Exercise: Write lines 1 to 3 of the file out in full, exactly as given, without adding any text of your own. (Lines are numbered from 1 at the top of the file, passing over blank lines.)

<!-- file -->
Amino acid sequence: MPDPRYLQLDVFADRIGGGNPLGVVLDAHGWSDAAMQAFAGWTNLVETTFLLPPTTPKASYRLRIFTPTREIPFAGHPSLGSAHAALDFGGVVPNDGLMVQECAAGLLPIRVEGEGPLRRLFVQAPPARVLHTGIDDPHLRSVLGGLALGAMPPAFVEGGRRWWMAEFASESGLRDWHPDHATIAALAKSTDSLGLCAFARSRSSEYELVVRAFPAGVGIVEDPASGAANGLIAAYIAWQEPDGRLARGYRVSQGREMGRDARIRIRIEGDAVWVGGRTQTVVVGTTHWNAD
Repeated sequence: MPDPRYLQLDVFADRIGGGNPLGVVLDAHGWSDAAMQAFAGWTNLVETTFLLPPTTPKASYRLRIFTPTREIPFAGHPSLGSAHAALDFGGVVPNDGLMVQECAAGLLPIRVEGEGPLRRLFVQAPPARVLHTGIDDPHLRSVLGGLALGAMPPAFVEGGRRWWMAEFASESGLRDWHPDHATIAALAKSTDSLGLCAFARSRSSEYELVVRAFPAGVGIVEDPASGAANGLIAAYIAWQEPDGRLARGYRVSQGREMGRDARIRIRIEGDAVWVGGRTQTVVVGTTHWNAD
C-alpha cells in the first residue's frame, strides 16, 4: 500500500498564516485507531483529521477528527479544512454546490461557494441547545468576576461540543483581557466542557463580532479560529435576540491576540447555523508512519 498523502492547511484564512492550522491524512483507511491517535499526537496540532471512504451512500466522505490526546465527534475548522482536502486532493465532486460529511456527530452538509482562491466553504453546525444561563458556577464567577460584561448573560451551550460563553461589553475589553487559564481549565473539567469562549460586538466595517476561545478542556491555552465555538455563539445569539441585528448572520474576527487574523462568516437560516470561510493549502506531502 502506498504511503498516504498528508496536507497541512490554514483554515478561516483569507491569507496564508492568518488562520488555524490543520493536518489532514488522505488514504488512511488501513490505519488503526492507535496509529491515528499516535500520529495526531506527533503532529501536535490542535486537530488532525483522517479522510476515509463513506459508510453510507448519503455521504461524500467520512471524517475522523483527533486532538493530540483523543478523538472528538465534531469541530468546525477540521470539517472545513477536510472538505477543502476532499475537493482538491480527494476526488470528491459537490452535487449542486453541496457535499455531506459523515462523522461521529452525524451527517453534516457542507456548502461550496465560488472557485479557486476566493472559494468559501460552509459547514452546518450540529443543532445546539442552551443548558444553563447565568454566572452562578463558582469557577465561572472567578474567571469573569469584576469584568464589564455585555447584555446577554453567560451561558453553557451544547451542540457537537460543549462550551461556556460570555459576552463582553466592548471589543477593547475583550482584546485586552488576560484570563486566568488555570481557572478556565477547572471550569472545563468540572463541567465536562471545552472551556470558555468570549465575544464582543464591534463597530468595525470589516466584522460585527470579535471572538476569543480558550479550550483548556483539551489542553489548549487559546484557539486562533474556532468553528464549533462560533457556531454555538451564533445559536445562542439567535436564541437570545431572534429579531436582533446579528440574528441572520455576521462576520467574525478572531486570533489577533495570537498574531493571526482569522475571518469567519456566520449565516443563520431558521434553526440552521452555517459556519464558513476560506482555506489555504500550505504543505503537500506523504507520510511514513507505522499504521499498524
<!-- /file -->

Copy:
Amino acid sequence: MPDPRYLQLDVFADRIGGGNPLGVVLDAHGWSDAAMQAFAGWTNLVETTFLLPPTTPKASYRLRIFTPTREIPFAGHPSLGSAHAALDFGGVVPNDGLMVQECAAGLLPIRVEGEGPLRRLFVQAPPARVLHTGIDDPHLRSVLGGLALGAMPPAFVEGGRRWWMAEFASESGLRDWHPDHATIAALAKSTDSLGLCAFARSRSSEYELVVRAFPAGVGIVEDPASGAANGLIAAYIAWQEPDGRLARGYRVSQGREMGRDARIRIRIEGDAVWVGGRTQTVVVGTTHWNAD
Repeated sequence: MPDPRYLQLDVFADRIGGGNPLGVVLDAHGWSDAAMQAFAGWTNLVETTFLLPPTTPKASYRLRIFTPTREIPFAGHPSLGSAHAALDFGGVVPNDGLMVQECAAGLLPIRVEGEGPLRRLFVQAPPARVLHTGIDDPHLRSVLGGLALGAMPPAFVEGGRRWWMAEFASESGLRDWHPDHATIAALAKSTDSLGLCAFARSRSSEYELVVRAFPAGVGIVEDPASGAANGLIAAYIAWQEPDGRLARGYRVSQGREMGRDARIRIRIEGDAVWVGGRTQTVVVGTTHWNAD
C-alpha cells in the first residue's frame, strides 16, 4: 500500500498564516485507531483529521477528527479544512454546490461557494441547545468576576461540543483581557466542557463580532479560529435576540491576540447555523508512519 498523502492547511484564512492550522491524512483507511491517535499526537496540532471512504451512500466522505490526546465527534475548522482536502486532493465532486460529511456527530452538509482562491466553504453546525444561563458556577464567577460584561448573560451551550460563553461589553475589553487559564481549565473539567469562549460586538466595517476561545478542556491555552465555538455563539445569539441585528448572520474576527487574523462568516437560516470561510493549502506531502 502506498504511503498516504498528508496536507497541512490554514483554515478561516483569507491569507496564508492568518488562520488555524490543520493536518489532514488522505488514504488512511488501513490505519488503526492507535496509529491515528499516535500520529495526531506527533503532529501536535490542535486537530488532525483522517479522510476515509463513506459508510453510507448519503455521504461524500467520512471524517475522523483527533486532538493530540483523543478523538472528538465534531469541530468546525477540521470539517472545513477536510472538505477543502476532499475537493482538491480527494476526488470528491459537490452535487449542486453541496457535499455531506459523515462523522461521529452525524451527517453534516457542507456548502461550496465560488472557485479557486476566493472559494468559501460552509459547514452546518450540529443543532445546539442552551443548558444553563447565568454566572452562578463558582469557577465561572472567578474567571469573569469584576469584568464589564455585555447584555446577554453567560451561558453553557451544547451542540457537537460543549462550551461556556460570555459576552463582553466592548471589543477593547475583550482584546485586552488576560484570563486566568488555570481557572478556565477547572471550569472545563468540572463541567465536562471545552472551556470558555468570549465575544464582543464591534463597530468595525470589516466584522460585527470579535471572538476569543480558550479550550483548556483539551489542553489548549487559546484557539486562533474556532468553528464549533462560533457556531454555538451564533445559536445562542439567535436564541437570545431572534429579531436582533446579528440574528441572520455576521462576520467574525478572531486570533489577533495570537498574531493571526482569522475571518469567519456566520449565516443563520431558521434553526440552521452555517459556519464558513476560506482555506489555504500550505504543505503537500506523504507520510511514513507505522499504521499498524